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Sun 26 May 2013 02:01 PM

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Rights group urges UAE not to deport strikers

Overseas labourers at builder Arabtec went on strike last week seeking higher pay

Rights group urges UAE not to deport strikers
The Arabtec logo at one of the firms labour camps in Dubai

The UAE’s Ministry of Labour has been urged not to deport construction workers who staged a rare strike in the Gulf state last week.

Thousands of overseas employees at Dubai-based builder Arabtec stayed away from work starting from last weekend until Wednesday, as they reportedly sought a pay rise of AED350 ($95) each per month.

Following the strike, a number of media outlets have claimed that 43 of the workers have been hit with deportation orders. Both strikes and trade unions are banned in the oil-rich country, which is home to millions of foreign workers.

“The UAE authorities should be investigating whether local employers have violated the law, not penalising poorly paid and unprotected workers,” said Sarah Leah, Middle East director at lobbyist group Human Rights Watch (HRW), in a statement.

HRW said that 70 overseas employees of Arabtec were deported from the country following similar industrial action in early 2011.

In regard to the latest strike, Arabtec claimed that it was caused by “a minority group who will be held accountable for their actions”, without giving further details.

Arabtec was among the contractors that built Dubai's palm-shaped island projects and the world's tallest tower, the Burj Khalifa.

Dubai Police chief Dahi Khalfan said 200 workers had said they no longer wanted to work for Arabtec and asked to be repatriated.

"The police doesn't interfere with company matters but the workers don't want to work and they asked to leave," Khalfan told Reuters on the sidelines of a conference in Dubai.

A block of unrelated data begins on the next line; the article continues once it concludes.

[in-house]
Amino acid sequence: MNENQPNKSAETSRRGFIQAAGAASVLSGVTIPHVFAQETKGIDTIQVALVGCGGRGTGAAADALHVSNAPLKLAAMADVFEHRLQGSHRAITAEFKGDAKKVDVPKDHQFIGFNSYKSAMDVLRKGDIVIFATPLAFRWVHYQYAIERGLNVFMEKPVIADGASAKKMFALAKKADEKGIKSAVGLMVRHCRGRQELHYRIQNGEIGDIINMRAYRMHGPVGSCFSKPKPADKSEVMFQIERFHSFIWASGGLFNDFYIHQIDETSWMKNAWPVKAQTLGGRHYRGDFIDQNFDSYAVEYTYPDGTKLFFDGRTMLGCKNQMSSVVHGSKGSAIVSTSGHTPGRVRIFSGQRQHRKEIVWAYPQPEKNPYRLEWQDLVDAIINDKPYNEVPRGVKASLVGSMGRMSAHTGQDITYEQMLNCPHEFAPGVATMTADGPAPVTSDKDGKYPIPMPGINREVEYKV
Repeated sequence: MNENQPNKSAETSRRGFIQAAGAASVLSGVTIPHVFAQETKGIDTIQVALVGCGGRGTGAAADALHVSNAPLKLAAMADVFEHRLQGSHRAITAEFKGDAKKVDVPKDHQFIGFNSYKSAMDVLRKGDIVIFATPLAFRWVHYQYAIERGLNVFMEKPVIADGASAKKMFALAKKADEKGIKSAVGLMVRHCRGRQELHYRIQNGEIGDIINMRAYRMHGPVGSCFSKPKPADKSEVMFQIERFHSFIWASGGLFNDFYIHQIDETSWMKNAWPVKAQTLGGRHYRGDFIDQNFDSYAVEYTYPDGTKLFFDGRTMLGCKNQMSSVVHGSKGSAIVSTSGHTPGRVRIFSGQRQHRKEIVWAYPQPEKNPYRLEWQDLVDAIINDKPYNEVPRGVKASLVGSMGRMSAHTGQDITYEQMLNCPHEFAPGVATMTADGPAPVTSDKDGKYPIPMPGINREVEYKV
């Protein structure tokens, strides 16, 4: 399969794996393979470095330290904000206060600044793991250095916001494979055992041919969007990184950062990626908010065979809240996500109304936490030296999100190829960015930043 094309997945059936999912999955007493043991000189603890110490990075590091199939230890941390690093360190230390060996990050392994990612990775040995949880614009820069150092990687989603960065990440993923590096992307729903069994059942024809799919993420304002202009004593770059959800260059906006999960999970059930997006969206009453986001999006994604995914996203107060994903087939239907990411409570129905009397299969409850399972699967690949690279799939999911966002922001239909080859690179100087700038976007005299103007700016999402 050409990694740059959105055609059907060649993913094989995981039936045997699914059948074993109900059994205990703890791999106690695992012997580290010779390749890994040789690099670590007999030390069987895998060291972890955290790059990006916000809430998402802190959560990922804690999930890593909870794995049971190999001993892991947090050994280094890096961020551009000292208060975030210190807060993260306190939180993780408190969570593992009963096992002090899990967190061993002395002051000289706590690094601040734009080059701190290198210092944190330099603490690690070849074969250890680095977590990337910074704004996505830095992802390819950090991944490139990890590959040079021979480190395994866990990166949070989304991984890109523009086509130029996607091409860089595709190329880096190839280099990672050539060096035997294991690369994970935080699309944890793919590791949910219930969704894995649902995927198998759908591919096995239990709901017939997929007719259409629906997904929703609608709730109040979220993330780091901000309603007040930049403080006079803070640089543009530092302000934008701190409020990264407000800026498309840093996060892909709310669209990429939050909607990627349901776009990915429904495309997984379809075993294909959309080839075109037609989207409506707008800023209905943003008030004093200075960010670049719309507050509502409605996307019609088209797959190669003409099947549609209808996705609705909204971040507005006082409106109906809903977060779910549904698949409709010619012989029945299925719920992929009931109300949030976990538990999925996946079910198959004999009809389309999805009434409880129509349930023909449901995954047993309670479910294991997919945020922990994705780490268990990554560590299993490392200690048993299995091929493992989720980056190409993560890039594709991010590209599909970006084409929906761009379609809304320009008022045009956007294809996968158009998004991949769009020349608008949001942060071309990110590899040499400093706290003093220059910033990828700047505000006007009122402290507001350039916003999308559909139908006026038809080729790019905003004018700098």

Sam from Canada 6 years ago

HRW yettt again talking out of their ........

As an employer if I have a Contract with laborers, and they need to fulfil it. If not, they can go back and a million others are more than eager to leave their homelands for the same Agreement to come and work for me. So, why should I up their salary - I am running a business - not a charity.

Charlie Orbe 6 years ago

HRW should not dictate what law to follow in a particular country and stop the grandstanding. HRW loss moral basis to exist since they are interfering in the laws of other countries.

As an expat working outside home countries, they should know and abide with their work contract. That is the only way to work. There are always remedies within the contract to settle disputes.

In case the workers violated the law of the country, if the law call for deportation, then the workers shall be deported.

John 6 years ago

Sam - such arrogance is slightly embarrassing! Have some empathy and morals.

DNS 6 years ago

Really Sam? I'd suggest Canadians and our other western nationalities to work in their countries for less than a minimum wage and in fairly extreme conditions.. Even better still, fly to Dubai and work there for less than couple of hundred dollars per MONTH.. Then you might comprehend the issue at hand here..